Everything is simple here: if the user did something wrong – report an error and show how to fix it. When an error can’t be prevented, you need to develop a solution that will help the user quickly fix everything.
10. Help and documentation
Even if the system can be used without documentation, reference information may still be required to work with it. Answers to frequently asked questions, step-by-step guidelines for performing specific actions, and an explanation of unobvious principles make the project friendlier and more convenient for the user.
Let’s look at all the pros and cons of this approach.
- You can quickly and relatively free find interface problems using only the company’s internal resources;
- This process can be used at the beginning of the process design, and testing can be carried out using wave frames;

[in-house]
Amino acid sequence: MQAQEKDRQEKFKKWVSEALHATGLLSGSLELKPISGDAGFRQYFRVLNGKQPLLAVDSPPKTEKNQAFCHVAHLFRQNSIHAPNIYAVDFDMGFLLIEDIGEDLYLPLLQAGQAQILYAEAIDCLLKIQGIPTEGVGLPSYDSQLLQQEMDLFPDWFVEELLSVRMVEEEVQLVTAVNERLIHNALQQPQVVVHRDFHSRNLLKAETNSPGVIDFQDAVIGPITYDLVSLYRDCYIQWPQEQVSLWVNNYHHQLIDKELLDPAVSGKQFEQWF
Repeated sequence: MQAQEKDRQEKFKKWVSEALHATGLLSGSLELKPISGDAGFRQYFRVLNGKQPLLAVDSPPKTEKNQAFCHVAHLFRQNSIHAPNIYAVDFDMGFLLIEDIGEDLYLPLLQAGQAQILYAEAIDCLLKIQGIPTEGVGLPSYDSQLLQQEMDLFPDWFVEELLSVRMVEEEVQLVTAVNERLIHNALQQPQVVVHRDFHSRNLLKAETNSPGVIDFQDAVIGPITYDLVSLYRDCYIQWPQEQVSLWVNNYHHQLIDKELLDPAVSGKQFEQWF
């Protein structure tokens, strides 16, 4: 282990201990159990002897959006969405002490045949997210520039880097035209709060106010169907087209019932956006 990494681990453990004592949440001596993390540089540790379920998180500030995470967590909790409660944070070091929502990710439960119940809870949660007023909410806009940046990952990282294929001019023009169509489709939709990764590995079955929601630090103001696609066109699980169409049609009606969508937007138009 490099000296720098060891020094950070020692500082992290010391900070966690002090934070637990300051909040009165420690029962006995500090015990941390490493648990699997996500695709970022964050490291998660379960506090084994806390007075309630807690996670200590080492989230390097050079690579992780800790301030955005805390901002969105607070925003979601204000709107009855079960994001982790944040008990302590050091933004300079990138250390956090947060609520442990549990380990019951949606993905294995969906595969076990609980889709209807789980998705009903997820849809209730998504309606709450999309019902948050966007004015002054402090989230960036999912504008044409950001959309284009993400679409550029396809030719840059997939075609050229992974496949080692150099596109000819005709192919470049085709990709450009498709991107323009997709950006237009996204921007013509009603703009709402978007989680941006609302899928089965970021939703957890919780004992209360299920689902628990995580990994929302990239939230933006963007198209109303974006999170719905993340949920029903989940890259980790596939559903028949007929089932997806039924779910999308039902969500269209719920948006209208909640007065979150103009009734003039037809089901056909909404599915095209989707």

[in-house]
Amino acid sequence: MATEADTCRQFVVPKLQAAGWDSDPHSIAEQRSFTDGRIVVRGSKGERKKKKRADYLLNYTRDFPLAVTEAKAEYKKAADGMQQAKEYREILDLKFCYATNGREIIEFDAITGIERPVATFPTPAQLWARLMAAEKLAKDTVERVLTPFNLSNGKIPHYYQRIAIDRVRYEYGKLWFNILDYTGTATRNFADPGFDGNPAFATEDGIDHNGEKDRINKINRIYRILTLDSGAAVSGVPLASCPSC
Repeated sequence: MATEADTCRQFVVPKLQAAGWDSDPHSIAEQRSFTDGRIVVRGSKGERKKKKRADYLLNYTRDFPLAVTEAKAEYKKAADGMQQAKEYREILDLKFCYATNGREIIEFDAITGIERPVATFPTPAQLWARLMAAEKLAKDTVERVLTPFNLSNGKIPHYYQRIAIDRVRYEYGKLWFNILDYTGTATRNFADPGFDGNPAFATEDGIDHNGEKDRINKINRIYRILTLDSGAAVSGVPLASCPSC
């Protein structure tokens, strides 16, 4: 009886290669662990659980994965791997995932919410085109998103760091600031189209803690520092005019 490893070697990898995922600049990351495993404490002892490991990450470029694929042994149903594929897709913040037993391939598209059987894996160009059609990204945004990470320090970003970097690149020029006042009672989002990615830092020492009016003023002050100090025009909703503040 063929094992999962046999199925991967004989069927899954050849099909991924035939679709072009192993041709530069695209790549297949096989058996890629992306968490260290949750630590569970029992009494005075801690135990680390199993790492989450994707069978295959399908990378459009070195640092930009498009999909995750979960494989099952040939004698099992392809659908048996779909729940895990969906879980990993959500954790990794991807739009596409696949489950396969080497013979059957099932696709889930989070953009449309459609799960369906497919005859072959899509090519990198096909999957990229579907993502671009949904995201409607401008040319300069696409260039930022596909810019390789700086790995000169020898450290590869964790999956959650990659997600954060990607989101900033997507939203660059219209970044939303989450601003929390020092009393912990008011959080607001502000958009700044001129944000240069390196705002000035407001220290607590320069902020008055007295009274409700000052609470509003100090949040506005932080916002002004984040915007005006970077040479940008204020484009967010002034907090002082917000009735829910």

- This approach can be used in conjunction with other usability testing methods.
- The process requires knowledge and experience for the useful application of heuristics;
- It can be challenging to find people in the company who are at least a little versed in UX;
- The assessment reveals, as a rule, more minor than critical problems.
Step 6: Compile findings and make recommendations
After a clear and in-depth analysis of all issues has been carried out, the task of the UX auditor is to collect all of them in a report and provide the result of what problems they found and what are the recommendations to solve them. At this stage, the design team creates a PDF file with all UX issues and inconsistencies they found and provide a list with recommendations on how to solve these issues.
The following recommendations are usually provided according to their level of severity:
- high-level recommendations (aimed at the productivity and growth of your conversion)